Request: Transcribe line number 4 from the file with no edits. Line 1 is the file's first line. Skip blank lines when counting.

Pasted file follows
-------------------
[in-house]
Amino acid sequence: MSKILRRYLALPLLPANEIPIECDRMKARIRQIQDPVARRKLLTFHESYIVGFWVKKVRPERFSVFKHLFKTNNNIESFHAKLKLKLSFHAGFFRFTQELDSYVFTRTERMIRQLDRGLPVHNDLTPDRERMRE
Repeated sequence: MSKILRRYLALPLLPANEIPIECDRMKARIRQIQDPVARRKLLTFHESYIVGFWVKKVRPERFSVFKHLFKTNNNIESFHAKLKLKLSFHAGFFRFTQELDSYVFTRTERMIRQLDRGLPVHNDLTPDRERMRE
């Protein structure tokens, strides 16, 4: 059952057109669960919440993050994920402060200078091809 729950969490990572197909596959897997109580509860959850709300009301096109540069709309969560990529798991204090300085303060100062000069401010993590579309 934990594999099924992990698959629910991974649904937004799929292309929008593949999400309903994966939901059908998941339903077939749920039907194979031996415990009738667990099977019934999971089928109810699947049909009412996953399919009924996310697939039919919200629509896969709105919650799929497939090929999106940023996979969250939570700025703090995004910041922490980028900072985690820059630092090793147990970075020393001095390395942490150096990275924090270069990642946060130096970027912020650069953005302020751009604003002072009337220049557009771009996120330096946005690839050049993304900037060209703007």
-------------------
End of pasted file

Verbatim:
């Protein structure tokens, strides 16, 4: 059952057109669960919440993050994920402060200078091809 729950969490990572197909596959897997109580509860959850709300009301096109540069709309969560990529798991204090300085303060100062000069401010993590579309 934990594999099924992990698959629910991974649904937004799929292309929008593949999400309903994966939901059908998941339903077939749920039907194979031996415990009738667990099977019934999971089928109810699947049909009412996953399919009924996310697939039919919200629509896969709105919650799929497939090929999106940023996979969250939570700025703090995004910041922490980028900072985690820059630092090793147990970075020393001095390395942490150096990275924090270069990642946060130096970027912020650069953005302020751009604003002072009337220049557009771009996120330096946005690839050049993304900037060209703007």